“Being clever was when you looked at how things were and used the evidence to work out something new.” 
― Mark Haddon, The Curious Incident of the Dog in the Night-Time

Life gets tricky. Sometimes googling answers and how-to’s aren’t quite enough to help you get your sh*t together. We get that and we’re here to help.

Clever Manila offers classes and workshops with a generous no-BS approach to learning practical skills facilitated by folks who practice what they preach. A mouthful, but sounds cool, right?

It’s no surprise: there are ways to make things more efficient, less confusing, and yep, more worth your while as you deal with this thing called life. How about you let us save you some trouble as you go on hustling and doing your thing?

C’mon, let’s go tap into your burning, clever core.

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Development, Finance

Contributing to the Bayanihan Economy

I just read a paper written by the economist Cielito Habito on the “Solidarity Economy Movement” which started in North and Latin America. It talks about a system that creates inclusive growth for participants in the market economy whether you’re a consumer, firm owner, laborer or a capitalist. One element in this system – the Socially Responsible Investments (SRI) – caught my interest because it’s an easy avenue for people, especially those with money, to contribute to nation building.

It’s a challenge to make people understand social development. I remember giving a talk to one of the biggest universities in Manila on Social Entrepreneurship. The emcee gave an introduction on social entrepreneurship as if the subject is on merging business principles with social media – creating enterprises that maximize the use of Facebook and Twitter. Que horror! If the majority finds difficulty in learning social development, there must be another way to “capitalize” on our population.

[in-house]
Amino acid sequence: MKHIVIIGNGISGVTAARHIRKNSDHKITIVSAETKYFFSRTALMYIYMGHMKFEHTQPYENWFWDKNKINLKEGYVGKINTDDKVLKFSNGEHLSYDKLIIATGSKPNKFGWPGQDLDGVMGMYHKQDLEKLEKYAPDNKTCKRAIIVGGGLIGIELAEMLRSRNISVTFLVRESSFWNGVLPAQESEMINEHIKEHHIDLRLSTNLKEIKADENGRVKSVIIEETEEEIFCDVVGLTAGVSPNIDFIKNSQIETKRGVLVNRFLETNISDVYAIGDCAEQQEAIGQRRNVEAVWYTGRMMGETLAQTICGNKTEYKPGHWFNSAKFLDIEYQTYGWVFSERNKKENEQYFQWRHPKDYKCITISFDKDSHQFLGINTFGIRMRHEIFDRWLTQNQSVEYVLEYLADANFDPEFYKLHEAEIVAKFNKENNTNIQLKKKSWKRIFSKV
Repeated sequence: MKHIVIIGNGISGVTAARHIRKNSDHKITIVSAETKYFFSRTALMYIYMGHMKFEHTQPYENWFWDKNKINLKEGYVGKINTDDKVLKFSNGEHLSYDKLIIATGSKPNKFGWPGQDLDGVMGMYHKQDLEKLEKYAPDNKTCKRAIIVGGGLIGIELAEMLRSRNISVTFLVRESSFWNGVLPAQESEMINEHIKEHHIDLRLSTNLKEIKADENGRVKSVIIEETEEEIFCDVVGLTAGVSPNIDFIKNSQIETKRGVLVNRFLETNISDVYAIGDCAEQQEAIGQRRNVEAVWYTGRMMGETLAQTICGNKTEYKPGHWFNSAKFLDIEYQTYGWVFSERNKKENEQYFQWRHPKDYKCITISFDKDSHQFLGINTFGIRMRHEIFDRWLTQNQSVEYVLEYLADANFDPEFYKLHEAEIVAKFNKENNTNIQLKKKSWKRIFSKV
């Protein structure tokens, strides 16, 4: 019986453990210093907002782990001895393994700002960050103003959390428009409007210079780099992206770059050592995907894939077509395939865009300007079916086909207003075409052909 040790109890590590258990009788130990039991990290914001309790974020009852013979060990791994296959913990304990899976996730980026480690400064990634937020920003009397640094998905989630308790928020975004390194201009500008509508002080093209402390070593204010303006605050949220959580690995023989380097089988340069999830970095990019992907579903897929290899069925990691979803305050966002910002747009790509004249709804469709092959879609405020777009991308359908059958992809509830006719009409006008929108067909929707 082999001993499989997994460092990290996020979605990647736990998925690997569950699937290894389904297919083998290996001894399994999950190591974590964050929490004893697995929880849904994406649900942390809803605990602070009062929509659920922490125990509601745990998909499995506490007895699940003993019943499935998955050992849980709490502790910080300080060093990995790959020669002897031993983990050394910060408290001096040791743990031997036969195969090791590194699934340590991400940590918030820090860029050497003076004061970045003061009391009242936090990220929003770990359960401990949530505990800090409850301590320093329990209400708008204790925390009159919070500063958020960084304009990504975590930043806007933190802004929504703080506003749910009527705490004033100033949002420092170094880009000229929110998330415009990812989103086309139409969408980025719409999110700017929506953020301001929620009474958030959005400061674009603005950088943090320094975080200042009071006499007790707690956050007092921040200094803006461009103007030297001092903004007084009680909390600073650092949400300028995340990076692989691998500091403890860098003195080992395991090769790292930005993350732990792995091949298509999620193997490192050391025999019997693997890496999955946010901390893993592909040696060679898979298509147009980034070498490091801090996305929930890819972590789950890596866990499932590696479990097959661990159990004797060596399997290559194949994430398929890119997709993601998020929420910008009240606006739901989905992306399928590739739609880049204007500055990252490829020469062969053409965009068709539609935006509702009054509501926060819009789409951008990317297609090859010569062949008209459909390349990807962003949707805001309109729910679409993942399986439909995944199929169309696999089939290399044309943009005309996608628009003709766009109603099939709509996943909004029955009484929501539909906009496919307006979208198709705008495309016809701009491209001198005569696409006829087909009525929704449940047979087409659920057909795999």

One of the current trends is the increasing number of people who want to invest – mostly OFWs and young professionals. I have lots of friends who are not yet 100% sure where to put their money – stocks? mutual funds? in the bank? foreign exchange?

I am averse to putting my money in stocks, mutual funds and even time deposits because these just fuel the machinery of capitalism. Yes, there’s a possibility of a higher yield, but wouldn’t it be more worthwhile to have your investments fund micro lending for the poor, capital for social enterprises, or finance operations of an agricultural cooperative? SRI is another alternative.

SRI involves investors who invest not solely on the basic financial returns, but also on their commitment to social development. On a macro level, these are people who orient their investments toward ethically responsible productive firms, cooperatives, ethical banks, savings & loans solidarity funds, and the like. If you scan the market for these kinds of investments, you won’t easily find available options.

Yet, I know of a corporation that mobilizes resources from commercial banks, international agencies and SRIs (6.0% fixed annual return of investment) to combat poverty in the country. I also personally know founders of three groups who advocate financial freedom through investing (in stocks, mutual funds, foreign exchange, gold trading). Now if those groups can just integrate SRI from the corporation that I mentioned as an alternative investment vehicle in their program, that can be a big contribution to a more inclusive growth – or what we can call the Bayanihan Economy, as what Habito proposed.

It’s one thing for the students/members of those groups to be financially independent, but through SRI, the investor earns and the poor are also uplifted. Bayanihan happens when the weaker members of the society are helped by those who have the capacity to share the weight of the task. It’s ingrained in our culture, and I hope it transcends even in the financial markets.

Maybe a day will come when we can all pull out our investments from the stock market and allocate it to genuine companies and organizations that adhere to the Bayanihan Economy. I think SRI is the perfect alternative for those without the brains and time for development, but with the heart and money (and want to earn more money) to contribute to nation building.

Originally published on March 6, 2014 at Neil Palteng’s former blog